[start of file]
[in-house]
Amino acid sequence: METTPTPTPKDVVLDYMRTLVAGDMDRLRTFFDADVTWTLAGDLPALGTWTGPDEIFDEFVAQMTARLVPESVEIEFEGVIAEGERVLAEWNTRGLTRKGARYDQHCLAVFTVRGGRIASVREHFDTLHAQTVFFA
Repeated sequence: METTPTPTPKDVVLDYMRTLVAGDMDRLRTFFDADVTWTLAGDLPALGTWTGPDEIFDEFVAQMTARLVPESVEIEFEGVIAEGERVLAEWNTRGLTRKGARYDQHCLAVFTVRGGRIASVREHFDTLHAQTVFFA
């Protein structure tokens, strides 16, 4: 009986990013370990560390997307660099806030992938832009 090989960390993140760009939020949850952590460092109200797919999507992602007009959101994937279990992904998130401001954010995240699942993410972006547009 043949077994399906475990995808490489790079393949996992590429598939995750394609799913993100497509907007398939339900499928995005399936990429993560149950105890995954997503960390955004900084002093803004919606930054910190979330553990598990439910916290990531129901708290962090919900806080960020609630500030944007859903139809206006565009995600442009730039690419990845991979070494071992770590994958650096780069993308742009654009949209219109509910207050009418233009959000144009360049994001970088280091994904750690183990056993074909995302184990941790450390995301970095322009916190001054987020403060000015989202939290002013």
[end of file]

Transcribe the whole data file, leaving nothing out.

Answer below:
[in-house]
Amino acid sequence: METTPTPTPKDVVLDYMRTLVAGDMDRLRTFFDADVTWTLAGDLPALGTWTGPDEIFDEFVAQMTARLVPESVEIEFEGVIAEGERVLAEWNTRGLTRKGARYDQHCLAVFTVRGGRIASVREHFDTLHAQTVFFA
Repeated sequence: METTPTPTPKDVVLDYMRTLVAGDMDRLRTFFDADVTWTLAGDLPALGTWTGPDEIFDEFVAQMTARLVPESVEIEFEGVIAEGERVLAEWNTRGLTRKGARYDQHCLAVFTVRGGRIASVREHFDTLHAQTVFFA
């Protein structure tokens, strides 16, 4: 009986990013370990560390997307660099806030992938832009 090989960390993140760009939020949850952590460092109200797919999507992602007009959101994937279990992904998130401001954010995240699942993410972006547009 043949077994399906475990995808490489790079393949996992590429598939995750394609799913993100497509907007398939339900499928995005399936990429993560149950105890995954997503960390955004900084002093803004919606930054910190979330553990598990439910916290990531129901708290962090919900806080960020609630500030944007859903139809206006565009995600442009730039690419990845991979070494071992770590994958650096780069993308742009654009949209219109509910207050009418233009959000144009360049994001970088280091994904750690183990056993074909995302184990941790450390995301970095322009916190001054987020403060000015989202939290002013």